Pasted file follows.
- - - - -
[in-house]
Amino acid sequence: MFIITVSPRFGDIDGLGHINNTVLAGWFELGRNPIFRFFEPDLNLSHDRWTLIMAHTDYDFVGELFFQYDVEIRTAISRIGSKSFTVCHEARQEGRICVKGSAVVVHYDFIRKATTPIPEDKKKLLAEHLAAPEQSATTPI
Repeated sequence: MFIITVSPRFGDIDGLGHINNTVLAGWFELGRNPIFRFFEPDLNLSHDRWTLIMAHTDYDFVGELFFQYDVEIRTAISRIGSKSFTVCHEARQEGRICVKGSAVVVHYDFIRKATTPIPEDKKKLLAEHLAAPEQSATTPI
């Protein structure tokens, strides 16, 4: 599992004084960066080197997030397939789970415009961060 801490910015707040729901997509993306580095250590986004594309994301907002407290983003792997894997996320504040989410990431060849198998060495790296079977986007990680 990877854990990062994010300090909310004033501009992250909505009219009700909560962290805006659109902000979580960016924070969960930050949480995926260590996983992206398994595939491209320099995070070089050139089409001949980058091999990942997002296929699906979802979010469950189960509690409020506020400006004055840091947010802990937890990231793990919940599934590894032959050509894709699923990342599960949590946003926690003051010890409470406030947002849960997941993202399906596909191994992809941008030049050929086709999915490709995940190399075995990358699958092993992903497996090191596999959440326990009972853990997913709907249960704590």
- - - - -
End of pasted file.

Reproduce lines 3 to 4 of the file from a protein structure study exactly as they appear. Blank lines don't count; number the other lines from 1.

Repeated sequence: MFIITVSPRFGDIDGLGHINNTVLAGWFELGRNPIFRFFEPDLNLSHDRWTLIMAHTDYDFVGELFFQYDVEIRTAISRIGSKSFTVCHEARQEGRICVKGSAVVVHYDFIRKATTPIPEDKKKLLAEHLAAPEQSATTPI
């Protein structure tokens, strides 16, 4: 599992004084960066080197997030397939789970415009961060 801490910015707040729901997509993306580095250590986004594309994301907002407290983003792997894997996320504040989410990431060849198998060495790296079977986007990680 990877854990990062994010300090909310004033501009992250909505009219009700909560962290805006659109902000979580960016924070969960930050949480995926260590996983992206398994595939491209320099995070070089050139089409001949980058091999990942997002296929699906979802979010469950189960509690409020506020400006004055840091947010802990937890990231793990919940599934590894032959050509894709699923990342599960949590946003926690003051010890409470406030947002849960997941993202399906596909191994992809941008030049050929086709999915490709995940190399075995990358699958092993992903497996090191596999959440326990009972853990997913709907249960704590």